3 Leadership Lessons From Abraham Lincoln
NEW YORK (TheStreet) -- As one of the most recognizable names in U.S. history, today's leaders and entrepreneurs can learn a lot from President Abraham Lincoln.
The nation's 16th president who was at the helm of a country in crisis during the American Civil War, Lincoln's morals and character proved a strong presence during the turmoil.
Lincoln was primarily self-educated in his early years. He rose to become a lawyer and state legislator before moving to grander political efforts. Honest Abe, as he was known, established the Emancipation Proclamation, which set in motion the ultimate demise of slavery. President Lincoln also was an avid militia expert.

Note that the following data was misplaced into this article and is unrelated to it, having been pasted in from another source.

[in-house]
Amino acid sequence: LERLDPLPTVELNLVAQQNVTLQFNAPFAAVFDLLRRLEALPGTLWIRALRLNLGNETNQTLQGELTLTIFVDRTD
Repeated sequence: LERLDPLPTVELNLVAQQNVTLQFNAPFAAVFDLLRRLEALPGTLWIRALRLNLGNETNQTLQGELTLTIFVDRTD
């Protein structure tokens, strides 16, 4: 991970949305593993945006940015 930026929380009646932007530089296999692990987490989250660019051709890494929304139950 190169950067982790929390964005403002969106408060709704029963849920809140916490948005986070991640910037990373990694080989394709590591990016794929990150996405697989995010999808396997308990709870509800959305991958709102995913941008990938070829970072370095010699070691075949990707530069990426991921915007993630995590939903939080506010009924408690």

To commemorate what would have been his 204th birthday on Tuesday, TheStreet spoke to a handful of executive-search experts to pull together some of Lincoln's more admirable traits.>>>Best Business Lessons From George Washington >>>Lessons from the Bard: How Shakespeare Would Run a Business 1. He was relatable. Lincoln was also known to be a decisive leader, but he didn't rely on information that was twice-removed to make his decisions. As an avid researcher and reader to begin with, he often culled information "from the field" before making a decision. And in order to get that information, the president spoke with as many people as possible. "He met the troops, he visited hospitals and had an open-door policy. That's a sign of a great leader -- welcoming feedback and with that feedback and intelligence they are able to make better decisions," says Steven Raz, co-founder and managing partner of Cornerstone Search Group, which focuses on the pharmaceutical and life-science industries. "He was one that didn't just sit in the White House. He was known for getting out in front with the troops and common men. I think he believed that a lot of his intelligence and data points shouldn't come from polls or surveys, but hearing it firsthand," Raz says. >>>4 Leadership Lessons From Marissa Mayer's Surprise Rise >>>3 Leadership Lessons From Tim Tebow In Lincoln's case, his stakeholders were soldiers and common men, but he also worked hard to get other politicians to his cause to unify the Union and eventually abolish slavery. Once he received the feedback he needed, he was known for making decisions, even if they weren't the right ones all the time. Even though Lincoln knew he wouldn't get a consensus, especially on slavery, he made the best decision he could based on the information he had at the time. "The key is not to waver, but be decisive," Raz says. "When you make a decision, you create some sort of momentum. You're moving forward -- even if the course isn't exactly right."
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